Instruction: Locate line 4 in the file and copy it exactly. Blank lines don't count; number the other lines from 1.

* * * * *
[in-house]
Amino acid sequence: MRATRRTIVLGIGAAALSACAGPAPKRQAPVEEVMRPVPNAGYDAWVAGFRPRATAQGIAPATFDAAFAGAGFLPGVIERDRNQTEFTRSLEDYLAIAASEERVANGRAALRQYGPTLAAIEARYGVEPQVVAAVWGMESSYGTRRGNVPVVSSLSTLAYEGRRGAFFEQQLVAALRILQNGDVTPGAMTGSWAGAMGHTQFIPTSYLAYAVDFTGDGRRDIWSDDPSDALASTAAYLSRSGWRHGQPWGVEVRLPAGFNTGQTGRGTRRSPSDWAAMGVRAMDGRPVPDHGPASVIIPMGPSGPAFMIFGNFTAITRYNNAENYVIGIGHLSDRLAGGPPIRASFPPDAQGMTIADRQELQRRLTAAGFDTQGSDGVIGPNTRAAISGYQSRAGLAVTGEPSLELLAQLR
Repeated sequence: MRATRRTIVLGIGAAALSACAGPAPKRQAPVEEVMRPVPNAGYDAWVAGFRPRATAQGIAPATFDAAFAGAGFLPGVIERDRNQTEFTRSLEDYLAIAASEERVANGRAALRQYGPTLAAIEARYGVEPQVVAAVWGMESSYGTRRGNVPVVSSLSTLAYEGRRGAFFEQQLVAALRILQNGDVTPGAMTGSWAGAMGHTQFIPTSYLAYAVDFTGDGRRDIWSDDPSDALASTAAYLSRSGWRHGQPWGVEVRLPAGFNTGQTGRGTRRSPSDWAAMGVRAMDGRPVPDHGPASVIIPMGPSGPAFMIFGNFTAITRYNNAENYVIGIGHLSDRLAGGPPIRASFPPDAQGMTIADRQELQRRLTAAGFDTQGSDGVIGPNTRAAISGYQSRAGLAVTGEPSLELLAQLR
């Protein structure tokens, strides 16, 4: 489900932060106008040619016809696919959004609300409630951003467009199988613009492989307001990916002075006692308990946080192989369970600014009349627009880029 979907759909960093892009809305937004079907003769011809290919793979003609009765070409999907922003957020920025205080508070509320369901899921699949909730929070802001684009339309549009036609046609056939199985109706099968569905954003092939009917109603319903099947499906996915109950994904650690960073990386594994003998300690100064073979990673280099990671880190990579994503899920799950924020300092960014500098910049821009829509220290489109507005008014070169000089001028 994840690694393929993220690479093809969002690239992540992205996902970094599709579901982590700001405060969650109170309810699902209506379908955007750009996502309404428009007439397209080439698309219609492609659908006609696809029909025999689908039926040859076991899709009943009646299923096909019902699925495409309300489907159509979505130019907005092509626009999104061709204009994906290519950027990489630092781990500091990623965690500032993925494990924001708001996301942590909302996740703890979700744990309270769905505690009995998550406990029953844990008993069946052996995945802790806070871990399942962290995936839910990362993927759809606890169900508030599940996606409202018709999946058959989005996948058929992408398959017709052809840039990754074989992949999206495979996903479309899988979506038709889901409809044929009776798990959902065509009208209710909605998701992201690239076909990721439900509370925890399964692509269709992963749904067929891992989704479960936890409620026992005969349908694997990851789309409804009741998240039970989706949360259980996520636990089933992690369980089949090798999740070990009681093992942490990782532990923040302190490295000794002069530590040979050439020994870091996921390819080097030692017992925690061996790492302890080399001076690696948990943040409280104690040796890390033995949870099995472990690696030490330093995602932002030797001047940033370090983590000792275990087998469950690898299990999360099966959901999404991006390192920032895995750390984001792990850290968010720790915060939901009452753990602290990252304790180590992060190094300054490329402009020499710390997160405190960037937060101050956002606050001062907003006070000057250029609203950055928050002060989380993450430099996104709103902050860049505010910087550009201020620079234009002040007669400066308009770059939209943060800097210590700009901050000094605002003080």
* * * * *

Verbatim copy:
């Protein structure tokens, strides 16, 4: 489900932060106008040619016809696919959004609300409630951003467009199988613009492989307001990916002075006692308990946080192989369970600014009349627009880029 979907759909960093892009809305937004079907003769011809290919793979003609009765070409999907922003957020920025205080508070509320369901899921699949909730929070802001684009339309549009036609046609056939199985109706099968569905954003092939009917109603319903099947499906996915109950994904650690960073990386594994003998300690100064073979990673280099990671880190990579994503899920799950924020300092960014500098910049821009829509220290489109507005008014070169000089001028 994840690694393929993220690479093809969002690239992540992205996902970094599709579901982590700001405060969650109170309810699902209506379908955007750009996502309404428009007439397209080439698309219609492609659908006609696809029909025999689908039926040859076991899709009943009646299923096909019902699925495409309300489907159509979505130019907005092509626009999104061709204009994906290519950027990489630092781990500091990623965690500032993925494990924001708001996301942590909302996740703890979700744990309270769905505690009995998550406990029953844990008993069946052996995945802790806070871990399942962290995936839910990362993927759809606890169900508030599940996606409202018709999946058959989005996948058929992408398959017709052809840039990754074989992949999206495979996903479309899988979506038709889901409809044929009776798990959902065509009208209710909605998701992201690239076909990721439900509370925890399964692509269709992963749904067929891992989704479960936890409620026992005969349908694997990851789309409804009741998240039970989706949360259980996520636990089933992690369980089949090798999740070990009681093992942490990782532990923040302190490295000794002069530590040979050439020994870091996921390819080097030692017992925690061996790492302890080399001076690696948990943040409280104690040796890390033995949870099995472990690696030490330093995602932002030797001047940033370090983590000792275990087998469950690898299990999360099966959901999404991006390192920032895995750390984001792990850290968010720790915060939901009452753990602290990252304790180590992060190094300054490329402009020499710390997160405190960037937060101050956002606050001062907003006070000057250029609203950055928050002060989380993450430099996104709103902050860049505010910087550009201020620079234009002040007669400066308009770059939209943060800097210590700009901050000094605002003080």